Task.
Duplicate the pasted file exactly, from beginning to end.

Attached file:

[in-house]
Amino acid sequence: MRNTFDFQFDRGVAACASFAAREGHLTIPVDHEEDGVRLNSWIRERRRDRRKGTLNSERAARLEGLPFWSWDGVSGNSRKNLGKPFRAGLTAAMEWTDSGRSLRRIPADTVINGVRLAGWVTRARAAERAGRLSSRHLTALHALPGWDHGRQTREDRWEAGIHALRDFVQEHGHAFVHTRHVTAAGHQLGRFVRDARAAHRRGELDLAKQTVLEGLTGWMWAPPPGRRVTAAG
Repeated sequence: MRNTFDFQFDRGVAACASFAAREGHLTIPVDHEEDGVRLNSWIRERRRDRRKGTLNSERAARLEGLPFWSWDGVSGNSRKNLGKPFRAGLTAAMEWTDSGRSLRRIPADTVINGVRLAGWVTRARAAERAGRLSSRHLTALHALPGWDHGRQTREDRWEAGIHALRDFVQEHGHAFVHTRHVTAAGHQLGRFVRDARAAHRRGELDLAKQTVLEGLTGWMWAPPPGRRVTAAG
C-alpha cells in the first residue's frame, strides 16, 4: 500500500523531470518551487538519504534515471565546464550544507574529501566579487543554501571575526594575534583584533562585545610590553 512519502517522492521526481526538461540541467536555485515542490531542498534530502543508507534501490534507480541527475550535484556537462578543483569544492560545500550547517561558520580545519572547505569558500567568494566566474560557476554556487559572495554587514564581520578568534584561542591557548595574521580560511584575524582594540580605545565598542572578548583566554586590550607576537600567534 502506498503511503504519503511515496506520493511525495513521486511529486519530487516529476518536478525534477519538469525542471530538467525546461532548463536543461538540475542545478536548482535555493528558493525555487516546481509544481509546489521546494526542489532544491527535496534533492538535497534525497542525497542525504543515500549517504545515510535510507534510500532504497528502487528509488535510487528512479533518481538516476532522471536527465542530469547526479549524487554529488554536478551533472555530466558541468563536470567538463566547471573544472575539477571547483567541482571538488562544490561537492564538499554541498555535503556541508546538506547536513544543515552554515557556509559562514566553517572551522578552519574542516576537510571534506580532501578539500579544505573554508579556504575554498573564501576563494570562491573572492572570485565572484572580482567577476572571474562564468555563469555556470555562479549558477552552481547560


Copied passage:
[in-house]
Amino acid sequence: MRNTFDFQFDRGVAACASFAAREGHLTIPVDHEEDGVRLNSWIRERRRDRRKGTLNSERAARLEGLPFWSWDGVSGNSRKNLGKPFRAGLTAAMEWTDSGRSLRRIPADTVINGVRLAGWVTRARAAERAGRLSSRHLTALHALPGWDHGRQTREDRWEAGIHALRDFVQEHGHAFVHTRHVTAAGHQLGRFVRDARAAHRRGELDLAKQTVLEGLTGWMWAPPPGRRVTAAG
Repeated sequence: MRNTFDFQFDRGVAACASFAAREGHLTIPVDHEEDGVRLNSWIRERRRDRRKGTLNSERAARLEGLPFWSWDGVSGNSRKNLGKPFRAGLTAAMEWTDSGRSLRRIPADTVINGVRLAGWVTRARAAERAGRLSSRHLTALHALPGWDHGRQTREDRWEAGIHALRDFVQEHGHAFVHTRHVTAAGHQLGRFVRDARAAHRRGELDLAKQTVLEGLTGWMWAPPPGRRVTAAG
C-alpha cells in the first residue's frame, strides 16, 4: 500500500523531470518551487538519504534515471565546464550544507574529501566579487543554501571575526594575534583584533562585545610590553 512519502517522492521526481526538461540541467536555485515542490531542498534530502543508507534501490534507480541527475550535484556537462578543483569544492560545500550547517561558520580545519572547505569558500567568494566566474560557476554556487559572495554587514564581520578568534584561542591557548595574521580560511584575524582594540580605545565598542572578548583566554586590550607576537600567534 502506498503511503504519503511515496506520493511525495513521486511529486519530487516529476518536478525534477519538469525542471530538467525546461532548463536543461538540475542545478536548482535555493528558493525555487516546481509544481509546489521546494526542489532544491527535496534533492538535497534525497542525497542525504543515500549517504545515510535510507534510500532504497528502487528509488535510487528512479533518481538516476532522471536527465542530469547526479549524487554529488554536478551533472555530466558541468563536470567538463566547471573544472575539477571547483567541482571538488562544490561537492564538499554541498555535503556541508546538506547536513544543515552554515557556509559562514566553517572551522578552519574542516576537510571534506580532501578539500579544505573554508579556504575554498573564501576563494570562491573572492572570485565572484572580482567577476572571474562564468555563469555556470555562479549558477552552481547560